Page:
By Andrew Loh
The controversy over the protest against some Filipinos holding an Independence Day celebration event has taken another turn.
This time, the Acting Minister of Manpower, Tan Chuan Jin, has waded in with a post on his Facebook page. In it, he said “we should make a stand to say no to such bigotry”, referring to the anger expressed by some quarters over the event.
“They do not reflect who we are as a people and as a nation,” he said.
The Pilipino Independence Day Council Singapore (PIDCS), the organisers of the event, is planning to hold the celebration at the Civic Plaza at Ngee Ann City in Orchard Road, Singapore’s foremost shopping belt, in June.
Last week, a group calling itself “Say ‘No’ To A Overpopulated Singapore”, raised its protest against the event being held in a public space, and the use of Singapore scenes in its promotional posters and on its Facebook page and website.
Mainly, the protesting group is against:
- The use of the Singapore skyline in the promotional posters, Facebook page, websites, for the event.
- The use of the terms “Two Nations” and “Inter-dependence” in the event posters.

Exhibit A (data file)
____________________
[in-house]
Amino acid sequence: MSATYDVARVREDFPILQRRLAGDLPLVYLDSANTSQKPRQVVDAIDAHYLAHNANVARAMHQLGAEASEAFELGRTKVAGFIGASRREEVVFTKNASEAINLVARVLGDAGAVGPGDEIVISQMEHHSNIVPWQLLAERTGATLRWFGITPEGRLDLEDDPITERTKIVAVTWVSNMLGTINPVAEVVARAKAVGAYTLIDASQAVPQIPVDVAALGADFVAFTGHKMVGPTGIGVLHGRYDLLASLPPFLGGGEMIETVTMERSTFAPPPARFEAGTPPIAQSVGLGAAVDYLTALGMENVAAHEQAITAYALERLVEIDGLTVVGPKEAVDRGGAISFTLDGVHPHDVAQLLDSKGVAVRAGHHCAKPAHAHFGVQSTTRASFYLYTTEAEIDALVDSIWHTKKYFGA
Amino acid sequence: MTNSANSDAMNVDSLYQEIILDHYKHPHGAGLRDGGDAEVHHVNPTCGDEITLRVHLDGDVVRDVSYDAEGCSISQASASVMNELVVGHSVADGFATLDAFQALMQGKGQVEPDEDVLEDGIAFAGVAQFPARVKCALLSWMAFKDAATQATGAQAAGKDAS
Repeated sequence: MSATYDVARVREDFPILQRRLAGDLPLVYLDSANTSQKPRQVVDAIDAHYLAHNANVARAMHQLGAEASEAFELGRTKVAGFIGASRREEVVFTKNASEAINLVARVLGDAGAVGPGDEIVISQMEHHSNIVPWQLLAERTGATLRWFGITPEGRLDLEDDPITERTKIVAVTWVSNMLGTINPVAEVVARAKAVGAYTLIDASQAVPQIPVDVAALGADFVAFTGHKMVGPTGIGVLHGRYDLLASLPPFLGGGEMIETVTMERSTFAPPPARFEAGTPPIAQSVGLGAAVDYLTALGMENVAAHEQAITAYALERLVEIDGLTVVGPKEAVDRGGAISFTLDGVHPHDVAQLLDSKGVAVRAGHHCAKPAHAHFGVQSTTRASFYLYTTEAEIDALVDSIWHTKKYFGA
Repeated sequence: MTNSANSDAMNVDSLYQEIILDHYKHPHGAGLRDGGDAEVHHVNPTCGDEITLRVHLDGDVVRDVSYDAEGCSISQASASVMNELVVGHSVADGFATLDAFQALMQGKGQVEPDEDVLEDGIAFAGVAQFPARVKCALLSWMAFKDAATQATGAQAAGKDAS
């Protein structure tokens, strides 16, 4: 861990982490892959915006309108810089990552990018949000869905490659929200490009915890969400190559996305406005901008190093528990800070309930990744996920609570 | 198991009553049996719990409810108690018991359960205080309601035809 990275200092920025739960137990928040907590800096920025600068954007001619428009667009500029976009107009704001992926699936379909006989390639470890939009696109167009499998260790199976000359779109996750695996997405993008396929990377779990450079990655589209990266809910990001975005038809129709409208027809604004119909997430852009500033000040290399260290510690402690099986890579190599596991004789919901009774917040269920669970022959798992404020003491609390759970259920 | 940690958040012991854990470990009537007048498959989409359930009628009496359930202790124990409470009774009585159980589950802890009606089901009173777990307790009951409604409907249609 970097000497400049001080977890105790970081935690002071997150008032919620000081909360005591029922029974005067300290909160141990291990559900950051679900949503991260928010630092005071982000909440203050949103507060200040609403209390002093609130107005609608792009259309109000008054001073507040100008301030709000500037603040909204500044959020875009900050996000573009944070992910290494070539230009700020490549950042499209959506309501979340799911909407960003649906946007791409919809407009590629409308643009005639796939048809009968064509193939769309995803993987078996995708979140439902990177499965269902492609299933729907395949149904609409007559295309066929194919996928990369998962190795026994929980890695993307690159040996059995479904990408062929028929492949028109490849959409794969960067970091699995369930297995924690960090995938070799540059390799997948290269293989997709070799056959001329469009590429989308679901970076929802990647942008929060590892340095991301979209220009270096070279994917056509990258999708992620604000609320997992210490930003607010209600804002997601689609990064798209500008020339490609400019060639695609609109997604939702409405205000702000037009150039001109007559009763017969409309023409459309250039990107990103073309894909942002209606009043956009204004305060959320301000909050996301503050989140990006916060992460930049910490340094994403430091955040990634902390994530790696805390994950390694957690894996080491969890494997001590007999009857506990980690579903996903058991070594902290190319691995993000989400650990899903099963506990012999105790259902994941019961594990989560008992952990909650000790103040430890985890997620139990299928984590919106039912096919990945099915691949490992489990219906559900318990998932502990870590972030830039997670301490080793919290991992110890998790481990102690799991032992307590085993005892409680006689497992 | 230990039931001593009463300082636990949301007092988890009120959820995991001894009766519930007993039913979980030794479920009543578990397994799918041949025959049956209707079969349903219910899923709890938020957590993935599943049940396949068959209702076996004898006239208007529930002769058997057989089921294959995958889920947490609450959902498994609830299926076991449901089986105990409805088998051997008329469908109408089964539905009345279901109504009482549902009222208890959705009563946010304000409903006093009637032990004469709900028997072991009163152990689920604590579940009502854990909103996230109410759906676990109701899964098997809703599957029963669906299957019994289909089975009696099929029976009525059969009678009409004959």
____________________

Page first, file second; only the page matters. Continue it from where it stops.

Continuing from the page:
- The Filipinos celebrating “their country’s Independence on Singapore soil.” The group said it is urging the Filipinos to do so in their own Embassy compound.
The Facebook group has more than 26,000 “likes” so far.
“Encouragingly, there have been many decent Singaporeans who have come forward to condemn the actions of these netizens,” Mr Tan said in his online note.
“Many of us have celebrated Singapore’s national day in other countries and cannot imagine what it would be like if attacked in this way.”
Several people agreed with what Mr Tan said.
Justin Goh Kiok Swee said he believe “generally majority of the Singaporean are not against these meaningful event holding in civic plaza with the approval from the Ngee Ann City management.” [sic] Kimberley Leng-Mui said she has a wonderful Filipino colleague of six years. “As far as I’m concerned, he and his family is [sic] more than welcome to celebrate their Independence Day away from home here in Singapore,” she said.
Theodulus Chandra Raman too said he doesn’t any problems with the Filipinos celebrating their Independence Day.
Kok Ping Wong, “As a Singaporean, I’m not offended by the Filipinos celebrating their Independence Day there.”
However, more than a few have expressed disagreement with what Mr Tan said and urged the government to look at the underlying unhappiness behind such protests.
Tan Hui Shan, for example, asked, “Is it fair to just bash those Singaporeans who disagree with the manner this event is carried out without looking at the details and disagreements?”
While some disagree with the protest, they point to the government’s open immigration policy as a root cause of incidents such as this one.
Er Ming Hung, for example, referring to such protests, said that “with an open immigrants’ policy that arguably results in fierce competition in jobs, increased costs, stressed infrastructure and general overcrowding in a tiny space of 600km2 of space, is this not even predictable at all?”